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. New Israeli shield needs years to deploy

disclaimer: image is for illustration purposes only
by Staff Writers
Tel Aviv, Israel (UPI) Jan 13, 2009
Days after completing a test of its Iron Dome shield, Israel says it will take years before the Jewish state's new rocket anti-missile system will be fully deployed.

The warning was sounded by Defense Minister Ehud Barak who predicted, meantime, that once deployed along his country's borders with Gaza and Lebanon, the Iron Dome system will significantly reduce hostilities from militants.

Developed over the last two years at a cost of $200 million by state-owned Rafael Advanced Defense Systems Ltd., the Iron Dome uses small guided missiles to destroy short-range rockets used by Hezbollah and Hamas militants.

The system, which identifies threats by radar, stops missiles between 2.5 and 45 miles. Hezbollah traditionally uses Iranian-made Fajr rockets to wage attacks into Israel.

Israel has had no defense umbrella to shield itself from thousands of rockets that militants have darted into its southern and northern territories over the years. Millions of Israeli civilians are within range of these rockets.

Once deployed, said Barak, the Iron Dome would "save time of fighting and deter in many cases a potential enemy from really launching an attack."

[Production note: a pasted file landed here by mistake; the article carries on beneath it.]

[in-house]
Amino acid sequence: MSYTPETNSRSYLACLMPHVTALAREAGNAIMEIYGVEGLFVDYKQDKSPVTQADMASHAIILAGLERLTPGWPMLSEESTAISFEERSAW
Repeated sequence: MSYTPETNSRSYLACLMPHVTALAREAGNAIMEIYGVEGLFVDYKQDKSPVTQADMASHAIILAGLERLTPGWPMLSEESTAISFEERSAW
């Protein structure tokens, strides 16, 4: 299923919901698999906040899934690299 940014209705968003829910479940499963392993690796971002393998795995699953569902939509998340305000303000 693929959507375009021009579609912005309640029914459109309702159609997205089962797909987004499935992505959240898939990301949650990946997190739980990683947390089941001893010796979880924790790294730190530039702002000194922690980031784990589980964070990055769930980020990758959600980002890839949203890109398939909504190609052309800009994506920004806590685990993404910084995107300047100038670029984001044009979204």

The Dome is part of a three-tier shield intended to stop different levels of incoming attacks. It is expected to be deployed in conjunction with the long-range, high-altitude Arrow II system, which has been operational since 2000.

The third tier of the shield aims to counter intermediate-range missiles and includes a system known as David's Slingshot.

Both the Arrow II and David Slingshot systems have been developed in cooperation with the United States while the Iron Dome is solely an Israeli project.

It is generally accepted that the military would need about 20 batteries to defend the entire stretch of Israel's northern and southern borders from bombardments launched by Hamas and Hezbollah, respectively.

Each battery costs $14 million, creating consternation among military strategists and planners in Israel.

Earlier this week the prominent daily Haaretz said the system's running costs would require either diverting substantial funds from other defense projects or significantly increasing the defense budget.

"The moment, though, that the enemy realizes that its weapons are not effective enough and that the price it is paying for using them is greater than the benefit, it won't be using them anymore," wrote an opinion piece of the ynet Web site. "Active defense is at times an alternative to war," it said, adding that "there was no other alternative in the world for the Iron Dome."




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